The automount daemon is a kernel level function that allows the system to mount the needed volumes at the moment it is needed. This cuts down on a lot of open connection overhead for a busy file server.
Automount is configured with a series of files that normally live in
This is the master map for the automounter. Here’s what a typical one contains.
/ /etc/auto.xed --timeout 15 /misc /etc/auto.misc --timeout 15 /net -hosts +auto.master
The first field here is the directory that contains the mount point.
So if you want to mount at
/pro/ you’ll need an entry here for
people believe that it’s probably better to not make
If you want to mount at
/home/xed you’ll need an entry here for
/home. If the directory
/home/xed doesn’t exist or even if
doesn’t exist, it will be created temporarily.
The second field is where to find instructions on what to do with requests to access this part of the file system.
Here’s what was in my auto.misc.
cd -fstype=iso9660,ro,nosuid,nodev :/dev/cdrom
From the example above, there’s a reference to
is a custom mount mapping.
lab -rw,soft,intr,rsize=8192,wsize=8192 fs.xed.ch:/files/lab home -rw,soft,intr,rsize=8192,wsize=8192 fs.xed.ch:/files/users
This means that when a user does something like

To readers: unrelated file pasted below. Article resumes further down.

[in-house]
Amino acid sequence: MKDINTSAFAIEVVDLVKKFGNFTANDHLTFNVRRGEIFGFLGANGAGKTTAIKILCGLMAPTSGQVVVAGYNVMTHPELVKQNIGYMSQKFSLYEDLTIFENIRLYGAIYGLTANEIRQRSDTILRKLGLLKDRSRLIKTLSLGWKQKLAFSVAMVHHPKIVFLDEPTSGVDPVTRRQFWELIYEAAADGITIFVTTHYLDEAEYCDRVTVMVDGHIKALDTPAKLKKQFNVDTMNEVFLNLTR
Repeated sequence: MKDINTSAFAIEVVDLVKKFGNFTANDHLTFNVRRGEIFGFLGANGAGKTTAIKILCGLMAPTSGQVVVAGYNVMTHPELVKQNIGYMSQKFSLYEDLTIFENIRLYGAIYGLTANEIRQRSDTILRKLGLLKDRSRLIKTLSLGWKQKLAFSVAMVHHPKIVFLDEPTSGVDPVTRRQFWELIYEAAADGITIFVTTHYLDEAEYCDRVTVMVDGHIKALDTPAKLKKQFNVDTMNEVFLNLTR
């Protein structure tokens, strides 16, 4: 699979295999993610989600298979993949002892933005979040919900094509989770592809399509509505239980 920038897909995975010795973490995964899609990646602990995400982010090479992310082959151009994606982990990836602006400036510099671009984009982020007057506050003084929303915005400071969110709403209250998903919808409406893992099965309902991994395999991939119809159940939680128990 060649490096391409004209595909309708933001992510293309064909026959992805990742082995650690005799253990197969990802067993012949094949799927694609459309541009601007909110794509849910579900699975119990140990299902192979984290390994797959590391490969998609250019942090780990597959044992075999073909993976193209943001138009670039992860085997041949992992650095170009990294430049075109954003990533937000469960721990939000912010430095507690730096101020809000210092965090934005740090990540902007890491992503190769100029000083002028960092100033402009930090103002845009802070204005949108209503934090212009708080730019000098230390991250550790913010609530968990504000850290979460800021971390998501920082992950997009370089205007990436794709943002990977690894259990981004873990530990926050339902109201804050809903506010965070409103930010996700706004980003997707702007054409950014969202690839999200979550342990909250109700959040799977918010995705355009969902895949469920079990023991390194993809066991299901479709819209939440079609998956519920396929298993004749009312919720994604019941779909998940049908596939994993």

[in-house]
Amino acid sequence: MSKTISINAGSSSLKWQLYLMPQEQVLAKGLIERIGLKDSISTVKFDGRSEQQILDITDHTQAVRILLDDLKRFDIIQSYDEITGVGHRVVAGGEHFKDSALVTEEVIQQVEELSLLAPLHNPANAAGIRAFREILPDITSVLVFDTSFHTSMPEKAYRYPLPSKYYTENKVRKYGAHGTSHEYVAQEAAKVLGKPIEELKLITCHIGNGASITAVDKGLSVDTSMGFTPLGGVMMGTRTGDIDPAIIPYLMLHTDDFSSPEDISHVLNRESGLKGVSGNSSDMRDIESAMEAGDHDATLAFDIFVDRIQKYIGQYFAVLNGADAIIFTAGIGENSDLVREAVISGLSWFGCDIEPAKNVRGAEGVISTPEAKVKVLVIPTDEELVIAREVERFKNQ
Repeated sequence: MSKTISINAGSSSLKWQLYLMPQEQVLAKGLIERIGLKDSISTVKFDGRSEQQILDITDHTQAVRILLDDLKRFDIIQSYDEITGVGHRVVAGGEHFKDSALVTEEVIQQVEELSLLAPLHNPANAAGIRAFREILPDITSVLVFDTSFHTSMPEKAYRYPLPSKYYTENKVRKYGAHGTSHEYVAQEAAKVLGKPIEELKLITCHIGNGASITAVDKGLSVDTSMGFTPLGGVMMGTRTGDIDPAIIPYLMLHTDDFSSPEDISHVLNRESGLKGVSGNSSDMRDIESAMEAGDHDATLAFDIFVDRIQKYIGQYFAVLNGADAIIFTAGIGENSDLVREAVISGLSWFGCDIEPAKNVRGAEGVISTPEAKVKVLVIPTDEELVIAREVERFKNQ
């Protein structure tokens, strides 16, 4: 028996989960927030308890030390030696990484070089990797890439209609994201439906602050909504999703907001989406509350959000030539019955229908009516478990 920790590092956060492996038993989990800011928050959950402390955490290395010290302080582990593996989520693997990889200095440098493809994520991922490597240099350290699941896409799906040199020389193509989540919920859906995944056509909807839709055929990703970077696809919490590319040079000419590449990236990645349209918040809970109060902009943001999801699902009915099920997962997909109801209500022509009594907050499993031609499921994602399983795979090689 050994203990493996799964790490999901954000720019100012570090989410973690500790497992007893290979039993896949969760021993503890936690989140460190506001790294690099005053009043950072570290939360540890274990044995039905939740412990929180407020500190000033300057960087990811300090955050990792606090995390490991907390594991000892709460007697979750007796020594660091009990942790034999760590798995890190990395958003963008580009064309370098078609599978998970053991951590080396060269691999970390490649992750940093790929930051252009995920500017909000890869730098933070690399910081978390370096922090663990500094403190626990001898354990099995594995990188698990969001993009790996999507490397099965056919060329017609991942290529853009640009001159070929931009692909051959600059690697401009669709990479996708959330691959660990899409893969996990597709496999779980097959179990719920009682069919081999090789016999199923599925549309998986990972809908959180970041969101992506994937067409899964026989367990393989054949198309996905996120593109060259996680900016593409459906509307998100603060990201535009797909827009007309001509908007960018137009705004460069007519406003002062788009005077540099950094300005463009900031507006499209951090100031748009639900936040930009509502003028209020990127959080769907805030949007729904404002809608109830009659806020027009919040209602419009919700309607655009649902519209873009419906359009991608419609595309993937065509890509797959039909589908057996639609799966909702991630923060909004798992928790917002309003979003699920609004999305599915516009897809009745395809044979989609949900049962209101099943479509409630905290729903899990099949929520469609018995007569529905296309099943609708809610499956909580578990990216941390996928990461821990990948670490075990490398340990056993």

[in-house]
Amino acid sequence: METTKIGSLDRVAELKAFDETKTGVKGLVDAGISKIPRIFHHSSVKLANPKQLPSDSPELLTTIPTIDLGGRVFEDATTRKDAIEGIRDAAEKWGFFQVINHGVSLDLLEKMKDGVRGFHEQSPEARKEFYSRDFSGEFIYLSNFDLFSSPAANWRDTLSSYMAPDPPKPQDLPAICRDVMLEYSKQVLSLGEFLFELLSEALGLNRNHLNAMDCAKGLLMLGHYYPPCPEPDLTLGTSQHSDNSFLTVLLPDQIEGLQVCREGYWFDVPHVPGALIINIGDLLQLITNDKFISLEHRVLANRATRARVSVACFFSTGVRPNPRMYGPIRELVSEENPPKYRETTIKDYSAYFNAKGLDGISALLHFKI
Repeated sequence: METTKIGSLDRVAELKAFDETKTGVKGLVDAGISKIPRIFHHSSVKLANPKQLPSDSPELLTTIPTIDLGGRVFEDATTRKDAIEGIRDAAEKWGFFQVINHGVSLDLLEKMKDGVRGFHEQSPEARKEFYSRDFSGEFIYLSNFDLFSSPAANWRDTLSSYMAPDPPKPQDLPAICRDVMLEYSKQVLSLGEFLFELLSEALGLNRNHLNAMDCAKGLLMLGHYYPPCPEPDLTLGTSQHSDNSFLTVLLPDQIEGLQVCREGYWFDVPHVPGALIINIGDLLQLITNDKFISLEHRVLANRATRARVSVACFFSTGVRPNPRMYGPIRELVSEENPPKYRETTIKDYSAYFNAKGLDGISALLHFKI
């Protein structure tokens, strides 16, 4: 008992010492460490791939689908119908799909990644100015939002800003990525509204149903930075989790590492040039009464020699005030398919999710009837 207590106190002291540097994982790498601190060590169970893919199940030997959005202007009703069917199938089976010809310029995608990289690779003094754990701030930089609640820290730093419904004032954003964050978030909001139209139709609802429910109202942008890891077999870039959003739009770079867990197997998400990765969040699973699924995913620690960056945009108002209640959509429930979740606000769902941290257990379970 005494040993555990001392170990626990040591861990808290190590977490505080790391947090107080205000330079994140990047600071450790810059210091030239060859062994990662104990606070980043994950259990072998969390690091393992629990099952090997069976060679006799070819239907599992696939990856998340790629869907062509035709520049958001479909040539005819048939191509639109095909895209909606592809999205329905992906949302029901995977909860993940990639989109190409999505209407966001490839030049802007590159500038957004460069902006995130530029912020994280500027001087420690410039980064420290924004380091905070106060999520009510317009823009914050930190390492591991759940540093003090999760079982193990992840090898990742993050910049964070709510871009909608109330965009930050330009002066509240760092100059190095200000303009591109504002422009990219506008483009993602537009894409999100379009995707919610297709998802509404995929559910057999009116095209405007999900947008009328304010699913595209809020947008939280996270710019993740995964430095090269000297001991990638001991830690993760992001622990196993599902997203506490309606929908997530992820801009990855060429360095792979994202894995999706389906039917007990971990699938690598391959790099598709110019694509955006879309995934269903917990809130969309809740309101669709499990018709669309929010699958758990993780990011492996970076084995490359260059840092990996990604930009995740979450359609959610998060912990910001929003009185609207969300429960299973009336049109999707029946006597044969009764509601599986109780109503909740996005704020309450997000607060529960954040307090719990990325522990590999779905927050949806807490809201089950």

ls /lab, the
automount daemon will realize that it has instructions about certain
points attached to
/. It looks in
/etc/auto.master by default and
determines that since the desired directory does have a definition
/ is defined in
/etc/auto.xed, that it will use the
line of that configuration and mount
Once these files are configured, you need to start the automount daemon.
sudo /sbin/service autofs start
Or if it’s already running do either of these to get configuration file changes enacted:
sudo /sbin/service autofs restart sudo /sbin/service autofs reload
A an interesting place to see what the kernel knows about automount mapping points is with:
|This seems to not always be completely accurate. For me it showed some old mappings that I had gotten rid of. Don’t know how to clear this.|
This is a complex topic that I don’t have a complete notes for. Basically a union file system is able to take two volumes and mount them both as one. This sounds kind of neurotic, but there are good reasons for doing this.
Potential Use Cases
First, let’s say that you have a lot of memory in a machine, you might want all disk transactions to attempt to be performed on a virtual disk but have the option of spilling over into slower media if the RAM gets full. This is also useful for certain devices like some netbooks with SSD drives that probably should not be used for transient file thrashing due to media write fatigue issues. A union fs can put a lot of that load on the memory.
You can also boot from a static image such as a CD ROM or a read only NFS root export. This is normally quite inflexible, but with a union file system, you can also mount some other kind of media that will be where all changes and modifications go. This allows, for example, many users to share a root image, but still be able to customize their own.